The issue facing this growing movement is to deprive the government of the power to implement its wrecking plans for the NHS. Access to health care is a right of everyone in a modern society, and this right must be guaranteed for all. Public right should be defended and asserted over the rights assumed by the monopolies: the claims of the people on the economy to provide their health care system and other vital public services are paramount and must take precedence over those of the monopolies and finance capitalists.
This means that resources must, as a matter of necessity, be ensured for the training of doctors and consultants required for all acute and community services. Locally accessible district hospitals with a wide range of properly-funded acute and emergency services must be retained. It is the duty of government to make the claims necessary to fully fund and provide a comprehensive health service across the country to all communities. A modern society must provide a modern health service for all as of right!
The Investigatory Powers Act, nicknamed the Snoopers' Charter, officially came into effect on December 30 after receiving Royal Assent a month earlier, on November 29. In fact, some provisions of the Act were already in place before parliamentary scrutiny had even started last March, including the handling of bulk personal datasets. On the other hand, some of its parts require extensive work to be done before becoming operational, such as the collection and storage of Internet Connection Records.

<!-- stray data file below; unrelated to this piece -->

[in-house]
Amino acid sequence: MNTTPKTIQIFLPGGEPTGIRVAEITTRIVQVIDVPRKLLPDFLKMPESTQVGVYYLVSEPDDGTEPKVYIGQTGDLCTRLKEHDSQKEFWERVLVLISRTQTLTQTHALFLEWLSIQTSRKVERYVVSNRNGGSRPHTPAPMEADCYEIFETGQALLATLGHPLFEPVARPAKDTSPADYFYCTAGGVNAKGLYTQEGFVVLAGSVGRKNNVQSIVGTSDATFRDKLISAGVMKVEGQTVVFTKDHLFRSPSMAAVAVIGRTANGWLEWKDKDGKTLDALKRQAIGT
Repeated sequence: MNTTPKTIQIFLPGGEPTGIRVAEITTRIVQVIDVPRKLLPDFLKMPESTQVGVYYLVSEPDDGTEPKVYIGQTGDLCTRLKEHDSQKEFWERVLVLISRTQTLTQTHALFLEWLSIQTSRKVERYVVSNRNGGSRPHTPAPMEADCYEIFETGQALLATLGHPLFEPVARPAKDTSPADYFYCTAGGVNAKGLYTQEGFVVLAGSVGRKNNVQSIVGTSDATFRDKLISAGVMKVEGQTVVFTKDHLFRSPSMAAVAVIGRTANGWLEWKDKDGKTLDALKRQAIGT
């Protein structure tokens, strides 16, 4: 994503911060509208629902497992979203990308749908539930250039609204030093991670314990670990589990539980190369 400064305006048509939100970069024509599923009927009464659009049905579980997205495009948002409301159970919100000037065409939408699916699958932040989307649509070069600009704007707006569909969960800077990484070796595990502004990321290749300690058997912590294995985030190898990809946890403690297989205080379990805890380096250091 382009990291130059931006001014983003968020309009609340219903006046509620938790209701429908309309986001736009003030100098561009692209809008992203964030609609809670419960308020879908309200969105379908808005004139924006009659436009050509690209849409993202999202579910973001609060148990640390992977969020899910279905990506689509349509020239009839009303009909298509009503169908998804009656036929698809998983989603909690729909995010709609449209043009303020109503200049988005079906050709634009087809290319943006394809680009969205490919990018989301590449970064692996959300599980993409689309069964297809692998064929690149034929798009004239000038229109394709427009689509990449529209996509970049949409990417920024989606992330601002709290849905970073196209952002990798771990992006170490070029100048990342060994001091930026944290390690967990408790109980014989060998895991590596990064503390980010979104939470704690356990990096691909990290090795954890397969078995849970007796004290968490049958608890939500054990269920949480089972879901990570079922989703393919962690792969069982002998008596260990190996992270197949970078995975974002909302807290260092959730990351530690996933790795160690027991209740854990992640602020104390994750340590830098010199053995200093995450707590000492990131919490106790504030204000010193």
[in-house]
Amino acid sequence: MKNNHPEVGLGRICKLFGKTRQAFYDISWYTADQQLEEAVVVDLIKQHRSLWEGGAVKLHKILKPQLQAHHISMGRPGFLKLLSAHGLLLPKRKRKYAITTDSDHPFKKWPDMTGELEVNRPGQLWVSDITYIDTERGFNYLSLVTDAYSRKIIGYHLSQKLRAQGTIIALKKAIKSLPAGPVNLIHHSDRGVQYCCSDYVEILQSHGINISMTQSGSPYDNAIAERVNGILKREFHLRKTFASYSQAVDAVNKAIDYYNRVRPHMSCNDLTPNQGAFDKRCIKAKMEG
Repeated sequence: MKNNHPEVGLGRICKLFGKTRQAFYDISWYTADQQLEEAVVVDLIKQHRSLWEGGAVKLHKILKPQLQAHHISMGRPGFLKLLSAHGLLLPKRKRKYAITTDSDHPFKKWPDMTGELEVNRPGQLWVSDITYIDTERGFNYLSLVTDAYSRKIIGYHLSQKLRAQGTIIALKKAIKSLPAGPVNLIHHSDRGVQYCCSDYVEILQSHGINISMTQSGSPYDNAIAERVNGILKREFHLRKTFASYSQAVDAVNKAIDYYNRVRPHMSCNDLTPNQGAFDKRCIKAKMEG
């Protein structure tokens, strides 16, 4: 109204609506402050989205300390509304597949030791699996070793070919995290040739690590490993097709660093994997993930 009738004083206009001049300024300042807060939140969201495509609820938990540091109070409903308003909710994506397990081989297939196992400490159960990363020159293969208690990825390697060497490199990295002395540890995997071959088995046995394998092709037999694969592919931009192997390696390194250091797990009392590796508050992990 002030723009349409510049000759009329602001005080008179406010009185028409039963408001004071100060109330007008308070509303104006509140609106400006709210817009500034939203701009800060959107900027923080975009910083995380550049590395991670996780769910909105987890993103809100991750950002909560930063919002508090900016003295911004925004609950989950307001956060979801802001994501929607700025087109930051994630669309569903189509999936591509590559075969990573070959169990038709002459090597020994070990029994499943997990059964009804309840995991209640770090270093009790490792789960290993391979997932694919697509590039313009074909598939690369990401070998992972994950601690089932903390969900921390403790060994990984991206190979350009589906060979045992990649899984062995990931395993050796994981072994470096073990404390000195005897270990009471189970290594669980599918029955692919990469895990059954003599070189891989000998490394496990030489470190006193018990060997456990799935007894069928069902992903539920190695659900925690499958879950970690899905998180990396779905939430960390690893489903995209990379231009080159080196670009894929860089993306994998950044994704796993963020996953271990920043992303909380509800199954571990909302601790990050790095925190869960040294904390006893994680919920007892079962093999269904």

The Act contains a whole host of provisions for "the interception of communications, equipment interference and the acquisition and retention of communications data, bulk personal datasets and other information" and the treatment of material held as a result. The phrase "equipment interference" is a euphemism for hacking, whereby police and security services access personal data from mobile phones, computers and other devices. Such hacking is made legal even where the person owning the device is not the suspect in an investigation.
In particular, the Act introduces Internet Connection Records (ICRs), which detail websites visited by an internet user. Communication services providers - internet companies - will be required to hold these records for users in Britain for a period of one year. Authorities will have the power to see these records without a warrant. The exercise of this power will be secret: it will be a criminal offence for an internet provider or employee of such a company to reveal that this data has been requested.
The Register argues that the Act enshrines into law what is called parallel construction: the creation of a separate basis of evidence as a cover for how an investigation was actually conducted; it therefore allows the state to lie about origins of evidence in court, effectively treating this evidence as infallible and preventing the defence from questioning it.